Medical Mysteries of Music

Published on June 14th, 2017 | by Alan Cross

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Why Do Singers Lose Their Accents When They Sing?

Outside of a few vowels, drawls and clipped consonants, almost all singers, regardless of their mother tongue or accent sound pretty much the same when it comes to Western pop and rock songs. Where does their accent go?

Think about how Liam Gallagher sounds when he talks. His Mancunian accent is so strong you want subtitles. Adele is a very clear singer but a very Cockney talker. All the singers in ABBA are very Swedish, but you’d never know it from listening to their songs.

Where do their accents go? For the answer, let’s go to TodayIFoundOut.com

In a nutshell, it has a lot to do with phonetics, the pace at which they sing and speak, and the air pressure from one’s vocal chords.  As far as why “American” and not some other accent, it’s simply because the generic “American” accent is fairly neutral.  Even American singers, if they have, for instance, a strong “New Yorker” or perhaps a “Hillbilly” accent, will also tend to lose their specific accent, gravitating more towards neutral English, unless they are actively trying not to, as many Country singers might.

For the specific details, we’ll turn to linguist and author, David Crystal, from Northern Ireland.  According to Crystal, a song’s melody cancels out the intonations of speech, followed by the beat of the music cancelling out the rhythm of speech.  Once this takes place, singers are forced to stress syllables as they are accented in the music, which forces singers to elongate their vowels.  Singers who speak with an accent, but sing it without, aren’t trying to throw their voice to be deceptive or to appeal to a different market; they are simply singing in a way that naturally comes easiest, which happens to be a more neutral way of speaking, which also just so happens to be the core of what many people consider an “American” accent.

Read on to learn more.

But then I got this email from Raya:

Don’t know if you’ve ever addressed this in one of your shows, but I’ve noticed that when non-North American singers (Abba, the Beatles, and Mumford and Sons come very quickly to mind) sing, they sound like they are from North America – that is, they have a neutral accent.  Why is this?  (maybe some DO sing with an accent, and my hearing isn’t that discerning!)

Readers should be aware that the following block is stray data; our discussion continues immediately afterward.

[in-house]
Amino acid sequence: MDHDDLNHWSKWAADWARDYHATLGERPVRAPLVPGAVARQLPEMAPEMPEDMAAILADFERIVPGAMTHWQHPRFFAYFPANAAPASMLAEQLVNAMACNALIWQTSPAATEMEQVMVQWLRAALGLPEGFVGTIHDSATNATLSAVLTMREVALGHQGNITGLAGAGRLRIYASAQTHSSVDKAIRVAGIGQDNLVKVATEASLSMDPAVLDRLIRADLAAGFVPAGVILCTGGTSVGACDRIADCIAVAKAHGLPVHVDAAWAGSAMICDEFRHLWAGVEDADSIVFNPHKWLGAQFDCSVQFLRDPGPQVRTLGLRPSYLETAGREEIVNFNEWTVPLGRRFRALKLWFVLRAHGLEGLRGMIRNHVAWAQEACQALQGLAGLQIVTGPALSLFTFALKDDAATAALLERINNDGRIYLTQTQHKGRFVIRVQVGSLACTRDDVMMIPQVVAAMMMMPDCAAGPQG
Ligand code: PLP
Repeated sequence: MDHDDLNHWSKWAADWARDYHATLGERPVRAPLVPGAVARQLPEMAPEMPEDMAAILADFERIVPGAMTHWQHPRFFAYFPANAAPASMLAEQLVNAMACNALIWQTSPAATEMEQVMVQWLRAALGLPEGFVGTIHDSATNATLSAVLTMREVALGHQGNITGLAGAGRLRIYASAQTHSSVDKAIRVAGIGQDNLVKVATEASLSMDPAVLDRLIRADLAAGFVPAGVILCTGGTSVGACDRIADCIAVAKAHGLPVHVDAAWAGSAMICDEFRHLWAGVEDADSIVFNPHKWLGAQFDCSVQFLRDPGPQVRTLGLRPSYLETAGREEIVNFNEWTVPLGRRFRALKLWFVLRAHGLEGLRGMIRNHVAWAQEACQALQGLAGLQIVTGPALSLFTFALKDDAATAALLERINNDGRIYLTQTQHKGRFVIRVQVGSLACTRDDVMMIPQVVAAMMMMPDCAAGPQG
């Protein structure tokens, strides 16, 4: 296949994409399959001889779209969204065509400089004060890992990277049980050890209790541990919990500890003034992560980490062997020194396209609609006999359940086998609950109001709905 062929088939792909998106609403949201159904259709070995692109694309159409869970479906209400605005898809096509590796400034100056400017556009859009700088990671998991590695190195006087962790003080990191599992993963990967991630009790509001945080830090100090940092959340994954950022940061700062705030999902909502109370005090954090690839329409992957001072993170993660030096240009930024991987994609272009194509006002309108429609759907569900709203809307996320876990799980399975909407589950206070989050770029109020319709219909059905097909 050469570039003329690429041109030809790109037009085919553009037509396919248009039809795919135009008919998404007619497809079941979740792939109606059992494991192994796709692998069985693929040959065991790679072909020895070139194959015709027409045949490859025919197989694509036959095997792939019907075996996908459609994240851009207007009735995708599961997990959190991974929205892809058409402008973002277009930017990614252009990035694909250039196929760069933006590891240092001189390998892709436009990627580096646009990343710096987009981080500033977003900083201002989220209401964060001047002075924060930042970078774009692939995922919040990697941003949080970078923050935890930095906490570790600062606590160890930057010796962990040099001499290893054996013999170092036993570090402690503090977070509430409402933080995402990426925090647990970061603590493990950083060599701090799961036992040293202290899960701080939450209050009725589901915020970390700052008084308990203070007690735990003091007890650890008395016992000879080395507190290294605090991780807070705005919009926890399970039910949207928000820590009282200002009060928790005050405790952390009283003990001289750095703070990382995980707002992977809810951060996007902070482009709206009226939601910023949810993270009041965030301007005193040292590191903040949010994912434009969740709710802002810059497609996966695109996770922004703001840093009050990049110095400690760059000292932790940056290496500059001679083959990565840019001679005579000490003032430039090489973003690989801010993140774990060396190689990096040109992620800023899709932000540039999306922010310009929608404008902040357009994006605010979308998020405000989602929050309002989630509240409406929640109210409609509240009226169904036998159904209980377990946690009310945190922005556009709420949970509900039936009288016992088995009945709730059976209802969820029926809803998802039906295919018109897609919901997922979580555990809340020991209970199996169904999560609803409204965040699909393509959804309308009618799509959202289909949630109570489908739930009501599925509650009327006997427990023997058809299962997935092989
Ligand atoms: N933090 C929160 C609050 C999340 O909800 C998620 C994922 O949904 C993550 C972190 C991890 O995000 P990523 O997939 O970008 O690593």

Conversely, off the top of my head, I can think of reggae artists who definitely sound like they are from the Caribbean.
Anyhow, I was wondering if you know of any well-known European artists who have achieved success with a non-North American accent (but they are indeed singing in English)?
Interesting question. Does anyone want to weigh in?



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About the Author

is an internationally known broadcaster, interviewer, writer, consultant, blogger and speaker. In his 30+ years in the music business, Alan has interviewed the biggest names in rock, from David Bowie and U2 to Pearl Jam and the Foo Fighters. He’s also known as a musicologist and documentarian through programs like The Ongoing History of New Music.


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4 Responses to Why Do Singers Lose Their Accents When They Sing?

  1. Steph D says:

    “Anyhow, I was wondering if you know of any well-known European artists who have achieved success with a non-North American accent (but they are indeed singing in English)?”

    Off the top of my head:
    – the Proclaimers certainly don’t sound North American!
    – Dolores ORiordan from the Cranberries has a very audible accent as she sings
    – The Clash had a bit of an accent come through on some of their songs

    The others that come to mind (The Cure for example) have very subtle accents that only peaks through occasionally depending on the song.

  2. Christian says:

    Neil Tennant of The Pet Shop Boys retains a very British delivery. Damon Albarn as well, I’d say. Billy Bragg…

  3. Scott says:

    It was a ‘rule’ of British punk rock to not sing in an ‘American’ accent. Some of George Harrison’s Beatle stuff also sounds fairly British.

    I think this issue comes from the fact that most forms of popular music were invented in the US and that influence has lead to the so-called Mid Atlantic accent being standard. Also, the States is a huge market so singers want to sound American-friendly to tap into it. ‘American cultural hegemony’, as our Marxist friends would say.

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